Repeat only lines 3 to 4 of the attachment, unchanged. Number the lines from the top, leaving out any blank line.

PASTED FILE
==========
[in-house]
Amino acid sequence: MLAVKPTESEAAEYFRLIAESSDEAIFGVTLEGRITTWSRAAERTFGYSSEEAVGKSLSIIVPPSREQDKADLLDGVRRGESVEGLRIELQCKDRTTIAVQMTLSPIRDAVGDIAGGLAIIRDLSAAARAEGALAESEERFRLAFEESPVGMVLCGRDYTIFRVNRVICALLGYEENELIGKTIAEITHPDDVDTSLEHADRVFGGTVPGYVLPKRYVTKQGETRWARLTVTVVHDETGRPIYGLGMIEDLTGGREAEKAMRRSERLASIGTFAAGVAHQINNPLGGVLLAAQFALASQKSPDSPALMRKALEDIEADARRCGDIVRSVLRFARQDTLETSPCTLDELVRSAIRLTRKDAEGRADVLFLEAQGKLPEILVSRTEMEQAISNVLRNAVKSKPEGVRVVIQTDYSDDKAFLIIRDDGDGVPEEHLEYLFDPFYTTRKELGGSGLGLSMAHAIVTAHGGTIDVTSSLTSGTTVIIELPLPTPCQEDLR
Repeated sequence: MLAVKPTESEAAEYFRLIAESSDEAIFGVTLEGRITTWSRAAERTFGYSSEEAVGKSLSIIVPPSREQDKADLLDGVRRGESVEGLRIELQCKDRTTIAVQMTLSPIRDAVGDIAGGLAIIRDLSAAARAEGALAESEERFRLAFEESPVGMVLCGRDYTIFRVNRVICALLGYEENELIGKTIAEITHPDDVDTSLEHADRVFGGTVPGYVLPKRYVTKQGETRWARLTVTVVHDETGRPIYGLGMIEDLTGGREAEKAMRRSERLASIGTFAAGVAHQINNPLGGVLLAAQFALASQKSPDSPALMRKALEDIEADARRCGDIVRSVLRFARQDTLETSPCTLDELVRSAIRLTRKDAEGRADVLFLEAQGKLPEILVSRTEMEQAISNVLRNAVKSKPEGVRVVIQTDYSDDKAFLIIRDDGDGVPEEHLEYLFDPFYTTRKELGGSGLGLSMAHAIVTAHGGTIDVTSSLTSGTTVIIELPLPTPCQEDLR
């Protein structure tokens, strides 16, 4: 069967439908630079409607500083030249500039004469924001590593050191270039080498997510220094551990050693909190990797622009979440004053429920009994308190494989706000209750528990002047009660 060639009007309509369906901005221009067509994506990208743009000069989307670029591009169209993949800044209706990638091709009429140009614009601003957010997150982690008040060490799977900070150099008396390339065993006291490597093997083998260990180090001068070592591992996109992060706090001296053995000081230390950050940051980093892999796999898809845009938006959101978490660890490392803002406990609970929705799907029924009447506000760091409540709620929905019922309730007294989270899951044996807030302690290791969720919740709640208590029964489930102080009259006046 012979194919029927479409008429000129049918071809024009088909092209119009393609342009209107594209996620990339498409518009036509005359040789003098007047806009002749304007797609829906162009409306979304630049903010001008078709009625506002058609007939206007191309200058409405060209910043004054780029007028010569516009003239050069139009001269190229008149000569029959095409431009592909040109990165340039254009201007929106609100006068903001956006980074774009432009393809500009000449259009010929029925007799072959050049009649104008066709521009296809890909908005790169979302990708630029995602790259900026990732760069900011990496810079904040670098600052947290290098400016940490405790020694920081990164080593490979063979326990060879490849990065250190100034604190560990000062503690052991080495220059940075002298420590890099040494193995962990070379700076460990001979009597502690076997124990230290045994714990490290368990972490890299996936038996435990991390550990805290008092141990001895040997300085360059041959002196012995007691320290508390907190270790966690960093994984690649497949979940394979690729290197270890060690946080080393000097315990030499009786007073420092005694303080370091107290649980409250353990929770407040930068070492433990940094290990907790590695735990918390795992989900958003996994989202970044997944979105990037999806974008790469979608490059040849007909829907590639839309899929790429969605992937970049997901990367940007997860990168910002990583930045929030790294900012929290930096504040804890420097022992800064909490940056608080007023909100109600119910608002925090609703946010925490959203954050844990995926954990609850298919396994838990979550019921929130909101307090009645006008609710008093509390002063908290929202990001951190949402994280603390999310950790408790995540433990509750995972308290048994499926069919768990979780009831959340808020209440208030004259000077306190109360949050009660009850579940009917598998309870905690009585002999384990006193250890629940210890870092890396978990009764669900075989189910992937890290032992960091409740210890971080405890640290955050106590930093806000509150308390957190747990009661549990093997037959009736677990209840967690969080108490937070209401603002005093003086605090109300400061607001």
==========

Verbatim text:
Repeated sequence: MLAVKPTESEAAEYFRLIAESSDEAIFGVTLEGRITTWSRAAERTFGYSSEEAVGKSLSIIVPPSREQDKADLLDGVRRGESVEGLRIELQCKDRTTIAVQMTLSPIRDAVGDIAGGLAIIRDLSAAARAEGALAESEERFRLAFEESPVGMVLCGRDYTIFRVNRVICALLGYEENELIGKTIAEITHPDDVDTSLEHADRVFGGTVPGYVLPKRYVTKQGETRWARLTVTVVHDETGRPIYGLGMIEDLTGGREAEKAMRRSERLASIGTFAAGVAHQINNPLGGVLLAAQFALASQKSPDSPALMRKALEDIEADARRCGDIVRSVLRFARQDTLETSPCTLDELVRSAIRLTRKDAEGRADVLFLEAQGKLPEILVSRTEMEQAISNVLRNAVKSKPEGVRVVIQTDYSDDKAFLIIRDDGDGVPEEHLEYLFDPFYTTRKELGGSGLGLSMAHAIVTAHGGTIDVTSSLTSGTTVIIELPLPTPCQEDLR
């Protein structure tokens, strides 16, 4: 069967439908630079409607500083030249500039004469924001590593050191270039080498997510220094551990050693909190990797622009979440004053429920009994308190494989706000209750528990002047009660 060639009007309509369906901005221009067509994506990208743009000069989307670029591009169209993949800044209706990638091709009429140009614009601003957010997150982690008040060490799977900070150099008396390339065993006291490597093997083998260990180090001068070592591992996109992060706090001296053995000081230390950050940051980093892999796999898809845009938006959101978490660890490392803002406990609970929705799907029924009447506000760091409540709620929905019922309730007294989270899951044996807030302690290791969720919740709640208590029964489930102080009259006046 012979194919029927479409008429000129049918071809024009088909092209119009393609342009209107594209996620990339498409518009036509005359040789003098007047806009002749304007797609829906162009409306979304630049903010001008078709009625506002058609007939206007191309200058409405060209910043004054780029007028010569516009003239050069139009001269190229008149000569029959095409431009592909040109990165340039254009201007929106609100006068903001956006980074774009432009393809500009000449259009010929029925007799072959050049009649104008066709521009296809890909908005790169979302990708630029995602790259900026990732760069900011990496810079904040670098600052947290290098400016940490405790020694920081990164080593490979063979326990060879490849990065250190100034604190560990000062503690052991080495220059940075002298420590890099040494193995962990070379700076460990001979009597502690076997124990230290045994714990490290368990972490890299996936038996435990991390550990805290008092141990001895040997300085360059041959002196012995007691320290508390907190270790966690960093994984690649497949979940394979690729290197270890060690946080080393000097315990030499009786007073420092005694303080370091107290649980409250353990929770407040930068070492433990940094290990907790590695735990918390795992989900958003996994989202970044997944979105990037999806974008790469979608490059040849007909829907590639839309899929790429969605992937970049997901990367940007997860990168910002990583930045929030790294900012929290930096504040804890420097022992800064909490940056608080007023909100109600119910608002925090609703946010925490959203954050844990995926954990609850298919396994838990979550019921929130909101307090009645006008609710008093509390002063908290929202990001951190949402994280603390999310950790408790995540433990509750995972308290048994499926069919768990979780009831959340808020209440208030004259000077306190109360949050009660009850579940009917598998309870905690009585002999384990006193250890629940210890870092890396978990009764669900075989189910992937890290032992960091409740210890971080405890640290955050106590930093806000509150308390957190747990009661549990093997037959009736677990209840967690969080108490937070209401603002005093003086605090109300400061607001």